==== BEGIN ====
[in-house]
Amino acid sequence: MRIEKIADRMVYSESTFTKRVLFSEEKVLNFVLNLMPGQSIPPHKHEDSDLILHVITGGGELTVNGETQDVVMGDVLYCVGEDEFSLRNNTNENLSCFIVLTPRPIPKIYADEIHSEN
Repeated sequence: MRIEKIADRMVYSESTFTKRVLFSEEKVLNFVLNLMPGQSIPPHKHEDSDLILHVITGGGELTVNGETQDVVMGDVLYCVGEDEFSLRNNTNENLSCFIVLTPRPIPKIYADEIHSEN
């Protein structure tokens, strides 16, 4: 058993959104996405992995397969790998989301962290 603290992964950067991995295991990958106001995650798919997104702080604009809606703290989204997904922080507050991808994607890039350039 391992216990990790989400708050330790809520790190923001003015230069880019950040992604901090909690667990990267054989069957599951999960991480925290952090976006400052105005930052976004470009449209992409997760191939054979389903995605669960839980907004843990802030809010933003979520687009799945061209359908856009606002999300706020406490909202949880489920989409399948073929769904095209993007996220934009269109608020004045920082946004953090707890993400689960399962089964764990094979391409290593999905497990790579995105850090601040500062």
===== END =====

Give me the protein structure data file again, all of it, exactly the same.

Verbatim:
[in-house]
Amino acid sequence: MRIEKIADRMVYSESTFTKRVLFSEEKVLNFVLNLMPGQSIPPHKHEDSDLILHVITGGGELTVNGETQDVVMGDVLYCVGEDEFSLRNNTNENLSCFIVLTPRPIPKIYADEIHSEN
Repeated sequence: MRIEKIADRMVYSESTFTKRVLFSEEKVLNFVLNLMPGQSIPPHKHEDSDLILHVITGGGELTVNGETQDVVMGDVLYCVGEDEFSLRNNTNENLSCFIVLTPRPIPKIYADEIHSEN
């Protein structure tokens, strides 16, 4: 058993959104996405992995397969790998989301962290 603290992964950067991995295991990958106001995650798919997104702080604009809606703290989204997904922080507050991808994607890039350039 391992216990990790989400708050330790809520790190923001003015230069880019950040992604901090909690667990990267054989069957599951999960991480925290952090976006400052105005930052976004470009449209992409997760191939054979389903995605669960839980907004843990802030809010933003979520687009799945061209359908856009606002999300706020406490909202949880489920989409399948073929769904095209993007996220934009269109608020004045920082946004953090707890993400689960399962089964764990094979391409290593999905497990790579995105850090601040500062």